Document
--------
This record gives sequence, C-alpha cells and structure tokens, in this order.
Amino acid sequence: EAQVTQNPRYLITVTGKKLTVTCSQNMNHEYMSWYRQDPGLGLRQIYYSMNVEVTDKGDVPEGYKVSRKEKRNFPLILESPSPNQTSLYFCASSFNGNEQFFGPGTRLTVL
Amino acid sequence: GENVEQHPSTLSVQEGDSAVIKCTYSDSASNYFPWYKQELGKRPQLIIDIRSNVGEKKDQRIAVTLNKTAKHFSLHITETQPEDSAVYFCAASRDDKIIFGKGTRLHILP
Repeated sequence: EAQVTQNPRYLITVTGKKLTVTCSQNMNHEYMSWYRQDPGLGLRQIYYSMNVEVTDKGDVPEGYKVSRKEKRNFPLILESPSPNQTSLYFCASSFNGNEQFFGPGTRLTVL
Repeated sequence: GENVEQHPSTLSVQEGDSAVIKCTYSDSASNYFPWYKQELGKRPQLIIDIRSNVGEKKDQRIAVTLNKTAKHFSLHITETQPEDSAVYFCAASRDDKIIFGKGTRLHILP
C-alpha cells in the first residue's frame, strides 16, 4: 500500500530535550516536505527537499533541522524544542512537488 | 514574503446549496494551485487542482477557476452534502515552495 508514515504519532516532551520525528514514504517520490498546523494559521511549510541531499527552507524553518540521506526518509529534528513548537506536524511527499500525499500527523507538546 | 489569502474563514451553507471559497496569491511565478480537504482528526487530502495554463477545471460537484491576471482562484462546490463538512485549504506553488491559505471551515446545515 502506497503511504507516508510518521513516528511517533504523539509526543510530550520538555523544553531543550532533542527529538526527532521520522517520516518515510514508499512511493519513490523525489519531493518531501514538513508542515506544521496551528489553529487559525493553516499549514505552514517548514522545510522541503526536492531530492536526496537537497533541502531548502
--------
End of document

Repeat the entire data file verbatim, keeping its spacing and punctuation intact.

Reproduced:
This record gives sequence, C-alpha cells and structure tokens, in this order.
Amino acid sequence: EAQVTQNPRYLITVTGKKLTVTCSQNMNHEYMSWYRQDPGLGLRQIYYSMNVEVTDKGDVPEGYKVSRKEKRNFPLILESPSPNQTSLYFCASSFNGNEQFFGPGTRLTVL
Amino acid sequence: GENVEQHPSTLSVQEGDSAVIKCTYSDSASNYFPWYKQELGKRPQLIIDIRSNVGEKKDQRIAVTLNKTAKHFSLHITETQPEDSAVYFCAASRDDKIIFGKGTRLHILP
Repeated sequence: EAQVTQNPRYLITVTGKKLTVTCSQNMNHEYMSWYRQDPGLGLRQIYYSMNVEVTDKGDVPEGYKVSRKEKRNFPLILESPSPNQTSLYFCASSFNGNEQFFGPGTRLTVL
Repeated sequence: GENVEQHPSTLSVQEGDSAVIKCTYSDSASNYFPWYKQELGKRPQLIIDIRSNVGEKKDQRIAVTLNKTAKHFSLHITETQPEDSAVYFCAASRDDKIIFGKGTRLHILP
C-alpha cells in the first residue's frame, strides 16, 4: 500500500530535550516536505527537499533541522524544542512537488 | 514574503446549496494551485487542482477557476452534502515552495 508514515504519532516532551520525528514514504517520490498546523494559521511549510541531499527552507524553518540521506526518509529534528513548537506536524511527499500525499500527523507538546 | 489569502474563514451553507471559497496569491511565478480537504482528526487530502495554463477545471460537484491576471482562484462546490463538512485549504506553488491559505471551515446545515 502506497503511504507516508510518521513516528511517533504523539509526543510530550520538555523544553531543550532533542527529538526527532521520522517520516518515510514508499512511493519513490523525489519531493518531501514538513508542515506544521496551528489553529487559525493553516499549514505552514517548514522545510522541503526536492531530492536526496537537497533541502531548502